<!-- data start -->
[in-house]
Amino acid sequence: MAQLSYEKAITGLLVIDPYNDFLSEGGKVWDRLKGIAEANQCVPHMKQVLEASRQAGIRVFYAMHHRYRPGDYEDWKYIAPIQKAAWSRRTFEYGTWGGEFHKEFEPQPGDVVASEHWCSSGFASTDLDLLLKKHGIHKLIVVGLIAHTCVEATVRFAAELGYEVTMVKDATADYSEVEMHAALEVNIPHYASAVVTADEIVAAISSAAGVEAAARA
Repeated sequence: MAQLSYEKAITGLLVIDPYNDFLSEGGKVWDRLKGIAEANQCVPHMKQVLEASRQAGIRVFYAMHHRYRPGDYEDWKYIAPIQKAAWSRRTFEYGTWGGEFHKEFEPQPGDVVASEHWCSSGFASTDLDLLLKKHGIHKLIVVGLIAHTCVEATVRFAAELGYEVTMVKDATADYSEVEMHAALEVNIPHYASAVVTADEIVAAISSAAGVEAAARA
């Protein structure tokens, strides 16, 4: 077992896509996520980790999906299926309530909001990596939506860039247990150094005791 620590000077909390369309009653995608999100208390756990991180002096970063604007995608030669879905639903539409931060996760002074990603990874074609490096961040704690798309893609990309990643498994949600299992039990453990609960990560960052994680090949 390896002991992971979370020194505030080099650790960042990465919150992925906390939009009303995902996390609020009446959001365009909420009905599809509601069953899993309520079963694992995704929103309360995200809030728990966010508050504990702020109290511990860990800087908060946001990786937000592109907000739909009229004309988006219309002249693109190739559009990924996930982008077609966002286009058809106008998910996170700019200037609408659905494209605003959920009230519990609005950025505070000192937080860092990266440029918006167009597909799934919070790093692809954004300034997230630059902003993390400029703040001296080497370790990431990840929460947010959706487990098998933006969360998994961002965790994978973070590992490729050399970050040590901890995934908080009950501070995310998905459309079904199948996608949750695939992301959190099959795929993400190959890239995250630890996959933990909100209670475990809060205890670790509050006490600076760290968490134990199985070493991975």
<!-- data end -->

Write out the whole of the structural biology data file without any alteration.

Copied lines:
[in-house]
Amino acid sequence: MAQLSYEKAITGLLVIDPYNDFLSEGGKVWDRLKGIAEANQCVPHMKQVLEASRQAGIRVFYAMHHRYRPGDYEDWKYIAPIQKAAWSRRTFEYGTWGGEFHKEFEPQPGDVVASEHWCSSGFASTDLDLLLKKHGIHKLIVVGLIAHTCVEATVRFAAELGYEVTMVKDATADYSEVEMHAALEVNIPHYASAVVTADEIVAAISSAAGVEAAARA
Repeated sequence: MAQLSYEKAITGLLVIDPYNDFLSEGGKVWDRLKGIAEANQCVPHMKQVLEASRQAGIRVFYAMHHRYRPGDYEDWKYIAPIQKAAWSRRTFEYGTWGGEFHKEFEPQPGDVVASEHWCSSGFASTDLDLLLKKHGIHKLIVVGLIAHTCVEATVRFAAELGYEVTMVKDATADYSEVEMHAALEVNIPHYASAVVTADEIVAAISSAAGVEAAARA
């Protein structure tokens, strides 16, 4: 077992896509996520980790999906299926309530909001990596939506860039247990150094005791 620590000077909390369309009653995608999100208390756990991180002096970063604007995608030669879905639903539409931060996760002074990603990874074609490096961040704690798309893609990309990643498994949600299992039990453990609960990560960052994680090949 390896002991992971979370020194505030080099650790960042990465919150992925906390939009009303995902996390609020009446959001365009909420009905599809509601069953899993309520079963694992995704929103309360995200809030728990966010508050504990702020109290511990860990800087908060946001990786937000592109907000739909009229004309988006219309002249693109190739559009990924996930982008077609966002286009058809106008998910996170700019200037609408659905494209605003959920009230519990609005950025505070000192937080860092990266440029918006167009597909799934919070790093692809954004300034997230630059902003993390400029703040001296080497370790990431990840929460947010959706487990098998933006969360998994961002965790994978973070590992490729050399970050040590901890995934908080009950501070995310998905459309079904199948996608949750695939992301959190099959795929993400190959890239995250630890996959933990909100209670475990809060205890670790509050006490600076760290968490134990199985070493991975």